Ask me what my favorite season is and it’s hard to say, but there is something extra special about this time of the year: not just that it’s spring, but that it’s the leaf out. Daffodils are nice and I love the trout lilies, but there is something about the sight of leaves being born on trees all across the landscape that just makes me feel alive.
In the tropics and our southern states, because the seasons are not as extreme as in the north, it is not necessary for all the plants to go dormant at the same time. While I lived in Honduras, there were two marked dry seasons and two wet seasons a year. Most plants had a season that they performed best in but there was always something that was flowering on the mountainside. Plants also dropped and replaced their leaves on a continual basis, with no need to ever let them all go at once and vice versa. But here in the north, because of our bitter winters, both woody and non-woody plants have modes to survive the harsh environment with adaptations that allow them to conserve the most energy, be it by completing their life-cycle in a single year or by over-wintering in a state of dormancy.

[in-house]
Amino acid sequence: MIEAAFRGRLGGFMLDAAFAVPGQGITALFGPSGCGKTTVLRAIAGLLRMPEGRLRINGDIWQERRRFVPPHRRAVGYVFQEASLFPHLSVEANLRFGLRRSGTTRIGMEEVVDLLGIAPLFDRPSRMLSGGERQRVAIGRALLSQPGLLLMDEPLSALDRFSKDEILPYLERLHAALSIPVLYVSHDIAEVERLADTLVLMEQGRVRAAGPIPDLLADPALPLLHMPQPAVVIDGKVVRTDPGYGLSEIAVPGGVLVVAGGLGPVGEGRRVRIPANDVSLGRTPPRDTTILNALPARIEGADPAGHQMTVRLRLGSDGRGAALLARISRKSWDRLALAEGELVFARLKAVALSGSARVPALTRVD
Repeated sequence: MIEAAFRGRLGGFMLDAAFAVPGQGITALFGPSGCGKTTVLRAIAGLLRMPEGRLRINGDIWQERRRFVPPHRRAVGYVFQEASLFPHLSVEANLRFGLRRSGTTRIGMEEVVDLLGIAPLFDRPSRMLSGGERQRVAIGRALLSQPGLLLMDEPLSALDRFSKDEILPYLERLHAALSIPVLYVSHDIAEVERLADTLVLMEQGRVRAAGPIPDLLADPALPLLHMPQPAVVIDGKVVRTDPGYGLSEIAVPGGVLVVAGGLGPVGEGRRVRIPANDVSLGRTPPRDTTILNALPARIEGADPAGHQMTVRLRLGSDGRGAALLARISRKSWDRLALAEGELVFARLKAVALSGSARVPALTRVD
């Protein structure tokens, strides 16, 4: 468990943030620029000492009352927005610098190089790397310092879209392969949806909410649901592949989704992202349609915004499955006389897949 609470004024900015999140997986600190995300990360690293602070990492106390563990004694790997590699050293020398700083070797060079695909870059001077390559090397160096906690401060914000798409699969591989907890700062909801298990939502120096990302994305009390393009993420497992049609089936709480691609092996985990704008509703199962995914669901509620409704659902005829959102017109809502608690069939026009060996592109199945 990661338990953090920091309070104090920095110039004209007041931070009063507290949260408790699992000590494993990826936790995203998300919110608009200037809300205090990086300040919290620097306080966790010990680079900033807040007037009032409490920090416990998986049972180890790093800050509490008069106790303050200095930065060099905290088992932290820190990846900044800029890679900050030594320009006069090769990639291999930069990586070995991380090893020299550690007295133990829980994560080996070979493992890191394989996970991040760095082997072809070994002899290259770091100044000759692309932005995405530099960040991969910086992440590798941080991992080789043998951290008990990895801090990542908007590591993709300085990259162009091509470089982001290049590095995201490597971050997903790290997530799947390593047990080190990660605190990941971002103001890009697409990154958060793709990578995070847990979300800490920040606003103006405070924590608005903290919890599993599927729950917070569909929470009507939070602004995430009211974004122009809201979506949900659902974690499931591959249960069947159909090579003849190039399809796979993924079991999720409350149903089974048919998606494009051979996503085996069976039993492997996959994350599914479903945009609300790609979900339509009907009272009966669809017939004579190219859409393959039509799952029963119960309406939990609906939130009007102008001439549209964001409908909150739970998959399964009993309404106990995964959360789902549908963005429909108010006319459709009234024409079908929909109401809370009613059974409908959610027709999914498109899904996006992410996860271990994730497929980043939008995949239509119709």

Each autumn, woody plants go dormant with next year’s flowers, leaves, and shoots already tucked in to hibernate along the tree’s branches in neat little buds covered in tough, waxy scales. Unless damaged, these scales protect the delicate flowers, leaves, and shoots from damage due to freezing, even if sitting under an inch of snow or the ice of freezing rain. At the end of winter, when the days begin to lengthen and temperatures rise enough to warm the earth and stir the sap, the buds begin to swell, essentially hydrating what is tucked inside. Sometime between mid-April to May new leaves emerge, glossy and tender.
A walk in the forest during the leaf out gives one the feeling that things are in flux; things are changing. The earliest flowers are up and the sun light falls upon them criss-crossed with the shadows of the tree trunks though the sun is still winter weak. Green is starting to haze in over the drab grays of the leaf-less forest though. And there, yes, miniature leaves unfurl from the buds, emerging gently, dancing along the slender branches all around.